His role changed in 1970 when he became Caius's Senior Tutor, and with the increase in workload, Len felt the need to cut back his supervisions to six hours a week. He recalled that the Senior Tutor "organised the whole of the academic side of college affairs, and it was his job to see that there were supervisors, they were to cope with all the subjects, recruiting someone from outside, if necessary. [Also the Senior Tutor] followed up on exam results [to decide] which students should be elected to scholarships... On top of that, he was responsible for discipline, so that if students were in trouble or in breach of college was the Tutor and the Senior Tutor's job between them to see that it was sorted out. Len also represented the college on inter-collegiate committees, and had a small administrative staff to help him.

"Admissions Tutor, in those days, was much less onerous than it is now because we had an entrance examination, on which we awarded scholarships and most of the places were also awarded...[With] borderline candidates you had a little more discretion and could look, for instance, for people likely to make a contribution to other aspects of college life, apart from passing exams - people with musical talents or sporting talents or potential political careers. People with special interests could sometimes get in on the strength of interviews, having performed just adequately - but not spectacularly - in the entrance exam."[34]

Len pointed out how in recent times the situation has changed dramatically. With modern pressures to recruit from a wider range of schools than had been traditional, "..the Admissions Tutor [now] has to go out to the highways and byways looking for other schools to persuade them to start thinking of sending students to Cambridge. That takes a lot of time." The result of the increase in bureaucracy and paperwork is that nowadays, many colleges have full time Senior Tutors and Admissions Tutors. As he summed it up: today "the idea that anyone might hold both offices at once, with a full lecturing load and supervisions, as I and David Williams[35] and others did in the 70s, would be unthinkable.".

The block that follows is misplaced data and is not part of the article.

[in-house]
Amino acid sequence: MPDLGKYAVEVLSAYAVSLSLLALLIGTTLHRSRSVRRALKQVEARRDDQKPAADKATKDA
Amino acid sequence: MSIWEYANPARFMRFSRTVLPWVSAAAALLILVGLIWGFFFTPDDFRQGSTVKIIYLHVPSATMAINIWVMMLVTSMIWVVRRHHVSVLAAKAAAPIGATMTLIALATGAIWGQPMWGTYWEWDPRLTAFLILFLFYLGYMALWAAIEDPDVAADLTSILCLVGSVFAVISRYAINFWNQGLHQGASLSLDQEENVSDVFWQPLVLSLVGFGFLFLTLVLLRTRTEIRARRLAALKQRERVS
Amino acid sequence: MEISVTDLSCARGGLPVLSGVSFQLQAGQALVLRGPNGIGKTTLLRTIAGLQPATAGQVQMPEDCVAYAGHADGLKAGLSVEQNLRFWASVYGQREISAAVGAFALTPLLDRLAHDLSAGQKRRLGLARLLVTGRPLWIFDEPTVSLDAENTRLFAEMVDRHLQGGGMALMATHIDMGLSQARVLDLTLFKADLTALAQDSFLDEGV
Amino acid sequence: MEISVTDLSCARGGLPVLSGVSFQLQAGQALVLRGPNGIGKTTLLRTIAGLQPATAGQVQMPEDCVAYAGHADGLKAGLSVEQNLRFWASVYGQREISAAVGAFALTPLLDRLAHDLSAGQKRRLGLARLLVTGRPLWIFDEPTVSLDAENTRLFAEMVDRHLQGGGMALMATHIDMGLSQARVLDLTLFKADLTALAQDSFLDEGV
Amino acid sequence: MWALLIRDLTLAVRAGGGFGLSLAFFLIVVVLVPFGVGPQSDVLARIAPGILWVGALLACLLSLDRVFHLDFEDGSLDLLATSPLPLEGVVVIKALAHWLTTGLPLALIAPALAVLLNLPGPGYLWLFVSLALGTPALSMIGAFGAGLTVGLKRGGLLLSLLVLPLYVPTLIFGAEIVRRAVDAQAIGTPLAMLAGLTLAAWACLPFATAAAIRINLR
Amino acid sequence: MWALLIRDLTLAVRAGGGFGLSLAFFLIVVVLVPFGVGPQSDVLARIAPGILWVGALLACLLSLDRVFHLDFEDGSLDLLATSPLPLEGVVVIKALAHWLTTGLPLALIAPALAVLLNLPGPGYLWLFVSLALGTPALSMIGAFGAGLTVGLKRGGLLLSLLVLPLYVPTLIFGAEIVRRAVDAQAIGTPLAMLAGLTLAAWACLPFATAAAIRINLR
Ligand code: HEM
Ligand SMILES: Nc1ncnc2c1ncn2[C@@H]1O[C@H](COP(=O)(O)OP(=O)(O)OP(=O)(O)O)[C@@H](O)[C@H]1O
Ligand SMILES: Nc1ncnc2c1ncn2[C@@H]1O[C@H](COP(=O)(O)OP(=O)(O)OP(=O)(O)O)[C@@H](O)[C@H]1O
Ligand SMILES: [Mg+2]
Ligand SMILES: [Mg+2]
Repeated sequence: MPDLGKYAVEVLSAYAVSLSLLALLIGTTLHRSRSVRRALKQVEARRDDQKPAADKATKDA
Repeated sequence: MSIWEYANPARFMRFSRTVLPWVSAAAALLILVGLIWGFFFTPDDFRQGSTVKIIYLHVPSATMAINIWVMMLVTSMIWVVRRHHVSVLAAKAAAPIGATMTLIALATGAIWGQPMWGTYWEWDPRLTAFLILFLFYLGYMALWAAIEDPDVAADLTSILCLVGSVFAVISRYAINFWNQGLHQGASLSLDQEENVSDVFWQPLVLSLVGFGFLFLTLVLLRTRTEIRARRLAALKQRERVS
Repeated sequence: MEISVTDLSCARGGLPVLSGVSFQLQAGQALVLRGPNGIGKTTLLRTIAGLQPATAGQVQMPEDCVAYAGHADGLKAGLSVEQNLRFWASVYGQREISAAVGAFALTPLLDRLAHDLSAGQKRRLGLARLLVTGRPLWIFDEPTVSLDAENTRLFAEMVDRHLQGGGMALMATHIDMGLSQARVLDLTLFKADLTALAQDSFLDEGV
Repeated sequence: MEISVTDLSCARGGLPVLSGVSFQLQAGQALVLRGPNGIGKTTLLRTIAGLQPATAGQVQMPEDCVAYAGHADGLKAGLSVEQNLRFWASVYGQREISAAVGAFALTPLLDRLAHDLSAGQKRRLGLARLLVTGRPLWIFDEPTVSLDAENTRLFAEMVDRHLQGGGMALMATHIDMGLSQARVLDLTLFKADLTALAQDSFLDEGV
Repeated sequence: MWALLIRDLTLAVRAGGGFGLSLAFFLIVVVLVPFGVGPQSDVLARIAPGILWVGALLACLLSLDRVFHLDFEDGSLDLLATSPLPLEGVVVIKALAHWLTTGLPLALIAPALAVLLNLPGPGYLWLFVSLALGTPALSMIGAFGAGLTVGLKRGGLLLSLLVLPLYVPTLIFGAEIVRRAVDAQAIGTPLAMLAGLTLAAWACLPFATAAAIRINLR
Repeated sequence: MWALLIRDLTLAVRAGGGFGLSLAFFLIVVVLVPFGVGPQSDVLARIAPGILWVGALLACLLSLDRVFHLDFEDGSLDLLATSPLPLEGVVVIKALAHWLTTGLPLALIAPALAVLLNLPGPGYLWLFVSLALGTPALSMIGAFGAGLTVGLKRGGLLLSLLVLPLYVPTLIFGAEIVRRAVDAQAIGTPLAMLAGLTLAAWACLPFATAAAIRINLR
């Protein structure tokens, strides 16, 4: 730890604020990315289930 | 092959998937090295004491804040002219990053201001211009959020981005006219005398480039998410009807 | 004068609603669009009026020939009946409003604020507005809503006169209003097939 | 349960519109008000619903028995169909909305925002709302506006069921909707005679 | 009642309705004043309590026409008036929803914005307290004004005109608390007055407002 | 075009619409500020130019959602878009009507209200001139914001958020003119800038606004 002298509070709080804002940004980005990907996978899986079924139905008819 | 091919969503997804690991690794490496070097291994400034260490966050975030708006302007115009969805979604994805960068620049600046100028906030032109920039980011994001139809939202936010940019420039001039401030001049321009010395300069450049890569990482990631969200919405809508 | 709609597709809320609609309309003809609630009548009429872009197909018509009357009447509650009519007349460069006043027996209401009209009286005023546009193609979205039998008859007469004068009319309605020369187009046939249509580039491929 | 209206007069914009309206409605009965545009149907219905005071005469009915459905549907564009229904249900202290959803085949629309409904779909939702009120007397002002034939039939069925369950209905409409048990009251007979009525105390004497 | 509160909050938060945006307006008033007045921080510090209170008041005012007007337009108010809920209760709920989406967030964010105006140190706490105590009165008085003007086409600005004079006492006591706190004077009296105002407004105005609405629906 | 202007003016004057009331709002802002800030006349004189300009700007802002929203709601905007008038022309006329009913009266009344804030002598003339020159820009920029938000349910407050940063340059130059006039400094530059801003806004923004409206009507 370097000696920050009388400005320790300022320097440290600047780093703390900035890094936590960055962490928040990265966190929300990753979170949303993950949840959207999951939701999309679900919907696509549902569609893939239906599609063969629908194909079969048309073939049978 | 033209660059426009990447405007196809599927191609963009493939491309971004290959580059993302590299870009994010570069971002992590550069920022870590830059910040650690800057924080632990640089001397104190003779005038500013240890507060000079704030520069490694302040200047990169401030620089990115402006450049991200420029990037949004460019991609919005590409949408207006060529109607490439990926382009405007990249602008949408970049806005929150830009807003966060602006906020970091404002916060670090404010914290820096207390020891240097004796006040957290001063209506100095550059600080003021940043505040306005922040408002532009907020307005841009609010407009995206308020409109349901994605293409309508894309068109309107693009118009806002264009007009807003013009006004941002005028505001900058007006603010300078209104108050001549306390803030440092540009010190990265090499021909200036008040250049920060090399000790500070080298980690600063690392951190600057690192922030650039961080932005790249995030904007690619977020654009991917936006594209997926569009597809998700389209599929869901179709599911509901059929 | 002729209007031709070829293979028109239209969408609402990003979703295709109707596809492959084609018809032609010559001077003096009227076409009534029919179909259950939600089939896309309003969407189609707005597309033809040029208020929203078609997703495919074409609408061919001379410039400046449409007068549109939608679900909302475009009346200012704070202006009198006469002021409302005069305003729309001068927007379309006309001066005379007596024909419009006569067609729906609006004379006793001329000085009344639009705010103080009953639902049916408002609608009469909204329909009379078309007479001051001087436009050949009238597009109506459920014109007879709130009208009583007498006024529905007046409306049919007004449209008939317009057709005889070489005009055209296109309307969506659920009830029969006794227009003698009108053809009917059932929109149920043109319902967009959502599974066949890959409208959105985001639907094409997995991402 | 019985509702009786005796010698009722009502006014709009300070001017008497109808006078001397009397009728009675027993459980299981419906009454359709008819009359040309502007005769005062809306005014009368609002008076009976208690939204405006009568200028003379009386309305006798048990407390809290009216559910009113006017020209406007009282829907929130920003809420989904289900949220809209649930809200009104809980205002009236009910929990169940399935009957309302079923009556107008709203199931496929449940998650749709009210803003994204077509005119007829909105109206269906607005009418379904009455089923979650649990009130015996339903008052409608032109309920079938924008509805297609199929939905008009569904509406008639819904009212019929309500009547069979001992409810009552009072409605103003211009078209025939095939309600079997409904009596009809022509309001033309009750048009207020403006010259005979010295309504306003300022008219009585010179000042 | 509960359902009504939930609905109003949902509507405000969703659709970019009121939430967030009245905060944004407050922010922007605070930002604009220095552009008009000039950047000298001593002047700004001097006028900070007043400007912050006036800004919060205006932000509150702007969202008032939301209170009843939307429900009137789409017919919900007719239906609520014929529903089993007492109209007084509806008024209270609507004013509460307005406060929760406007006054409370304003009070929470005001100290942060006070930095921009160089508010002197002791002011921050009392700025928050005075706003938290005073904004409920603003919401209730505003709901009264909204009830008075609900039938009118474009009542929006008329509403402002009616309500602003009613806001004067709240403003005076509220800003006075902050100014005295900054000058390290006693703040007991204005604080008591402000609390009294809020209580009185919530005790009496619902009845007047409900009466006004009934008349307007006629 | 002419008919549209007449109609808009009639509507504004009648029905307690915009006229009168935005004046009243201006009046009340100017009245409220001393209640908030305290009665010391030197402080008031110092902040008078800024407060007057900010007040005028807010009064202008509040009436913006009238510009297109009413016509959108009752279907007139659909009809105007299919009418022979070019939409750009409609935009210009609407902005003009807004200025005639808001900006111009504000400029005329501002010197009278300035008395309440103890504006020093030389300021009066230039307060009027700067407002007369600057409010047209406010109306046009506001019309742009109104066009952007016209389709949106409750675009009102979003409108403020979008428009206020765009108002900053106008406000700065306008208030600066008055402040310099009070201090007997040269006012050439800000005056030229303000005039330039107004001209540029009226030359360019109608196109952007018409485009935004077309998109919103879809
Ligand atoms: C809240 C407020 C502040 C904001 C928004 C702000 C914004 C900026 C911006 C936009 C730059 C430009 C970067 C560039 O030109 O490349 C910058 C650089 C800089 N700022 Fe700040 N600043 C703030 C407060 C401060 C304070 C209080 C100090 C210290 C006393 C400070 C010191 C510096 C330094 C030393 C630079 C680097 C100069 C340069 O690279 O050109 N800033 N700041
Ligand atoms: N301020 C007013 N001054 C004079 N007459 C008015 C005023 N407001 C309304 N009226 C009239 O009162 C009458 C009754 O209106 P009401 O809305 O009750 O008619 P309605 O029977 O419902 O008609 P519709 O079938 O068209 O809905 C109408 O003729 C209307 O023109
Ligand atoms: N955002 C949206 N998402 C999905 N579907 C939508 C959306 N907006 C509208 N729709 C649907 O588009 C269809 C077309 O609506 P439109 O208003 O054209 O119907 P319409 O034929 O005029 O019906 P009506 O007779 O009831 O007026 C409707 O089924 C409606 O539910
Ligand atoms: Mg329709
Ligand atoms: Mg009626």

It was only in 1968, while he was Tutor at Gonville & Caius, that Len Sealy finally decided where his long-term career lay. During that year he spent six months on sabbatical at the Australian National University "it was a great break. The Institute of Advanced Legal Studies at Canberra was separate from the Law Faculty and [I] had no teaching responsibilities… so it was pure research, apart from some in-house seminars and I was not given any brief as to what I was to do there; it was up to me to find my own way of using the time. I was invited by Professor Sam Stoljar[36] who, like Kurt Lipstein[37], was a refugee from pre-war Germany." Up until then, Len and his wife had kept the choice of a career between practice in NZ or teaching at Cambridge open, but they were forced to face up to a decision when ANU offered Len a job at the end of his sabbatical. Only then did they decide that their future would be in Cambridge, where they had a house and their children were established at school. The ANU watershed was auspicious in other ways, as it was there that Len began work on two of his most prestigious books - Benjamin on Sale[38] and Cases and Materials in Company Law[39].

During the next 24 years that Len remained a lecturer, he produced a further three books[40], all of which remained in print, going in numerous editions, well into the 21st century. He told me that when he retired in 1998, he had seven texts in print - a testament to the explosive growth in corporate and commercial law in an ever more globalised economy, and to the rigour with which Professor Sealy constantly updates his work to keep pace with the floods of legislation and regulations that flow from individual states and the EU.